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Tuning In #1: The Chrismukkah Edition

12/18/2022 11:52:16 AM

Dec18

Michael Greenfield

Every year we get new Chanukah parody songs. Less frequently, we get new Chanukah comedy songs. And - rarer still - new, actual Chanukah songs. What's the difference, is there a difference, and what's the connection to Christmas?

Tuning In to Jewish Music #1

The Chrismukkah Edition

Chanukah: Dec 18-26

Since first arriving on these shores, Jews have been navigating being a part of America while also being apart from it. Mandy Patinkin's Yiddish God Bless America/Take Me Out to the Ball Game mashup is one of the many moments when the see-saw tips yet again. Irving Berlin, born Yisroel Beilin, ditched the Yiddish name for an English one and became one of America's most prolific and well-known song-writers. In 1918, he wrote "God Bless America" while serving in the Armed Forces but released it 20 years later as a peace song during the rise of fascism in '38. When Patinkin recorded it in Yiddish in 1998 for the Mamaloshen album, the cover art - Patinkin, looking like Tevye singing biddy-biddy-bum, in front of an American flag - is playing with the irony while also being proudly Jewish-American (rather than being an American Jew). Our unofficial national anthem was written by a Jewish immigrant with one foot in each of the two worlds.

A person with the hands up

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Part of the irony, of course, is that America's unofficial national anthem isn't Berlin's most famous song. That honor goes to White Christmas, which is just one of the many most-famous Christmas songs written by Jews. Rudolph, the story of an outcast teased about his prominent nose, wants nothing more than to be accepted for who he is (could there be a more fraught, Jewish Christmas song?). The song was written by Johnny Marks, the Jewish songwriter who also wrote "Rockin' Around the Christmas Tree", "A Holly Jolly Christmas", "Silver and Gold" and more. Even if you don't know all the words, you can instantly hear the music just from the titles. We all can since we hear them endlessly from Thanksgiving to New Year. And why did all those Jewish composers focus on Christmas instead of Chanukah? First, Chanukah is a minor holiday made larger in our lifetime only because of its proximity to America's national holiday of Christmas. Second, and more important, music is a business, and the Jews who created the modern Christmas holiday were as good at business as they were at songwriting. They played for the bigger audience.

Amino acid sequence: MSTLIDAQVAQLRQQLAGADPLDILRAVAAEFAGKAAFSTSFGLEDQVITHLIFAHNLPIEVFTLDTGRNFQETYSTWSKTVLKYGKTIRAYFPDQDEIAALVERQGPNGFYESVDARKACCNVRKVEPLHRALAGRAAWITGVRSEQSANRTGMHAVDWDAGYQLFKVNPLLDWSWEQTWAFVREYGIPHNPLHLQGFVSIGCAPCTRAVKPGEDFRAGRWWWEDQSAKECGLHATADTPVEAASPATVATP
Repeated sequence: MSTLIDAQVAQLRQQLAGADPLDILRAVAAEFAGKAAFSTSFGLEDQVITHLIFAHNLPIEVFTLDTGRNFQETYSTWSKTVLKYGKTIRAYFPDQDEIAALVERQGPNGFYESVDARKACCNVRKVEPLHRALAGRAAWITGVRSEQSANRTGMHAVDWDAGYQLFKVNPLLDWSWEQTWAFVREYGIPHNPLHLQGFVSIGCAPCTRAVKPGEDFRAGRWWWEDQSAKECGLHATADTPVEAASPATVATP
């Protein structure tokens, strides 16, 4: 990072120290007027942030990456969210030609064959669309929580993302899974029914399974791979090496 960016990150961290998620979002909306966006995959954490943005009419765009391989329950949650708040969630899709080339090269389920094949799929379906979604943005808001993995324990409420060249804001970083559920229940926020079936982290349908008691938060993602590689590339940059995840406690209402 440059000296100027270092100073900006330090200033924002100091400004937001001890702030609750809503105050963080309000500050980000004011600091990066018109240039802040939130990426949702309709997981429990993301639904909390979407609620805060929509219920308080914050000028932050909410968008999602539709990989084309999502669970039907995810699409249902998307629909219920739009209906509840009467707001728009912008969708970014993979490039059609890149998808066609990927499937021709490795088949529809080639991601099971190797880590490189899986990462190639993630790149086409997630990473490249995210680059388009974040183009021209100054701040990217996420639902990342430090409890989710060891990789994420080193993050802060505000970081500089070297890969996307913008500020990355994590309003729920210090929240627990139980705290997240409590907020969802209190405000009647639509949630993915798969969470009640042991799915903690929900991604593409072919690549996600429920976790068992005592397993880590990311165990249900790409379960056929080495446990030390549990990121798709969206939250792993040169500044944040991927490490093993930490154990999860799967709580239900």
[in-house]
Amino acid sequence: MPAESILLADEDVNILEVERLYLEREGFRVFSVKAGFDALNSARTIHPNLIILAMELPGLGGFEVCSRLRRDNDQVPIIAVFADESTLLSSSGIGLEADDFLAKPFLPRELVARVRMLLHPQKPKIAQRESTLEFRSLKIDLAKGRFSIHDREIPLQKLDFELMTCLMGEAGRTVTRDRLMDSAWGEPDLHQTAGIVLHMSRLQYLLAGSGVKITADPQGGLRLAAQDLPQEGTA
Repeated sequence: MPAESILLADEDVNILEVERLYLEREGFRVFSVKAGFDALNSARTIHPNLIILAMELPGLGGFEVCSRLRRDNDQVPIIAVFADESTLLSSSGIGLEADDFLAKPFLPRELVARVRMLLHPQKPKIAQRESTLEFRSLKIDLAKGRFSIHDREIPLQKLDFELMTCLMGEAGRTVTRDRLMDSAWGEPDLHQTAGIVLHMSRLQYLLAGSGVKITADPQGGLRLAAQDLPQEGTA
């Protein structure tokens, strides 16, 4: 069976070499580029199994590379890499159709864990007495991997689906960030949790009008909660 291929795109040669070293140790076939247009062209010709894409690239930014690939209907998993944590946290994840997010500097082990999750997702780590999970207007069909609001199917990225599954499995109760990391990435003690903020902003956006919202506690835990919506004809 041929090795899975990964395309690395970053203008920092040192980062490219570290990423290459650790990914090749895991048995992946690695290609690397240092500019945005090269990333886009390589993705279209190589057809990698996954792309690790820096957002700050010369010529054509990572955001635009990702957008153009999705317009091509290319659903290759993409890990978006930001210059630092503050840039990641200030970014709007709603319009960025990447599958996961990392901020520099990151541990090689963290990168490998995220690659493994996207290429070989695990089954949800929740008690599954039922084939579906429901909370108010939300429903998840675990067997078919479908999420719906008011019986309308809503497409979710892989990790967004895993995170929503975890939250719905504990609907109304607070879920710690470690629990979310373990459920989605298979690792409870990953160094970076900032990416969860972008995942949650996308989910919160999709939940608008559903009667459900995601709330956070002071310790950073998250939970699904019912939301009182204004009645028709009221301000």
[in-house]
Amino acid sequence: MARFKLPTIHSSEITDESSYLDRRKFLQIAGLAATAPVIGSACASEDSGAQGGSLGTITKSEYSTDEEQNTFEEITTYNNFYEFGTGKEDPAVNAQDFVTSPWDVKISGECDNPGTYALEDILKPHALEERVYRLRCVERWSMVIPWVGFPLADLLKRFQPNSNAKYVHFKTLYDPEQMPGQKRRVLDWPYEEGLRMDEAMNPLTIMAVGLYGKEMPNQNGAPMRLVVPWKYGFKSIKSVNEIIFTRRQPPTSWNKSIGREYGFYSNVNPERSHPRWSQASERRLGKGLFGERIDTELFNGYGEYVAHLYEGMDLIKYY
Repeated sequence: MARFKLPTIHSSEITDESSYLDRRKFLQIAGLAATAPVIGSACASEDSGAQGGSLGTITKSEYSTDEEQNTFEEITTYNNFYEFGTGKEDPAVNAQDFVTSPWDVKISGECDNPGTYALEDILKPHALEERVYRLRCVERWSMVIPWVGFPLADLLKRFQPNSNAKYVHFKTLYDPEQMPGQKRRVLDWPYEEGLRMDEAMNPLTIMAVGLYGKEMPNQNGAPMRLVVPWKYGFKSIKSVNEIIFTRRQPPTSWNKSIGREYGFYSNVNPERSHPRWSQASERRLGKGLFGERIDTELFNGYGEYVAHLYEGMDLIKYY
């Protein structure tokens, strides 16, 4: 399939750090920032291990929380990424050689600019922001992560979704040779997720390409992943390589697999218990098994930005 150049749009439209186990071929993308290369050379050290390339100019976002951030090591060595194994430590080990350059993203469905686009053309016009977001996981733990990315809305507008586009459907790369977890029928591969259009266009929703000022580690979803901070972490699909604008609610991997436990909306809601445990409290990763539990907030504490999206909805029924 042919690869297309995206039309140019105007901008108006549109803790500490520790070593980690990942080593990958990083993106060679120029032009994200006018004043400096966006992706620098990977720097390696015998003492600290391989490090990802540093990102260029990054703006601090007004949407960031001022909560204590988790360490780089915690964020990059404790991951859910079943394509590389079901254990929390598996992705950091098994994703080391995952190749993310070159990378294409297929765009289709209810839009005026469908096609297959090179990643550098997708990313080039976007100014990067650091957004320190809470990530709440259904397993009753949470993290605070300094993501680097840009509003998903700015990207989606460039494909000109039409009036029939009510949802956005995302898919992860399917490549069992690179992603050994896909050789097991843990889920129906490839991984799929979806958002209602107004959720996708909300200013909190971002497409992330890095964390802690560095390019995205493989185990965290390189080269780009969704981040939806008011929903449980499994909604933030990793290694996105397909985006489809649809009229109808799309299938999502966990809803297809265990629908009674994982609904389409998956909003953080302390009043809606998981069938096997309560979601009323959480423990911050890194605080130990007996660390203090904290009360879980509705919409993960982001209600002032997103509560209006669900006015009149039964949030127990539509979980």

Today, a Spotify playlist for Chanukah can include hundreds of songs, though relatively few unique titles. I started counting the recordings of Al HaNisim to include the number here but decided I had better things to do with my time. It would be easier to count the number of different Chanukah titles. Until Adam Sandler debuted his burst of Jewish pride on SNL during Chanukah '94, we pretty much made do with "Dreidel, Dreidel, Dreidel" and "Hanukah, Oh Hanukah" if we wanted something in English. But Sandler's now famous lists paved the way for a renaissance of Chanukah music. The secret sauce turned out to be the same recipe that made Irving Berlin a household name in the early 20th century: write in the pop-culture space and you'll get the widest audience. How many Jews were listening to Yeshiva University's acapella group before they started writing parodies to Top 40 Hits and music videos? They've kept themselves in the (Jewish) limelight by sticking with that formula. And that formula even widened the audience for Six13 who brought their own Hamilton parody to the Obama White House.

Where are we now? If you're building a Chanukah playlist today, you can include the great Sharon Jones & The Dap-Kings, Erran Baron Cohen, Matisyahu, and the Indigo Girls covering Woody Guthrie - along with a host of other artists. Part of me feels like we still don't have a wealth of "actual" Chanukah songs (you know, the ones they can play in Target while you shop), but maybe we do have them now and they just need a little time to become tradition? Our kids are growing up on the parodies and the comedy songs and, for them, those are actual Chanukah songs. Maybe they're all actual Chanukah songs. Like this one, or this one, or this one, or Jack Black, or even this one that puts a little Chanukah Talmud to music. Little kids will love this one (or maybe it's for grownups?).

I'm down to my last 200 Chanukah tunes so I'll stop there, but if you want more the web is a endless well. Jewish creativity is also an endless well. Need a national anthem. We got you covered. Want a Chanukah song? Sure thing. Chanukah parody? Done. Need a huge pile of the greatest Christmas songs ever written? No problem, we can do that, too. As Sandler said, Not too shabby.

Thu, February 2 2023 11 Shevat 5783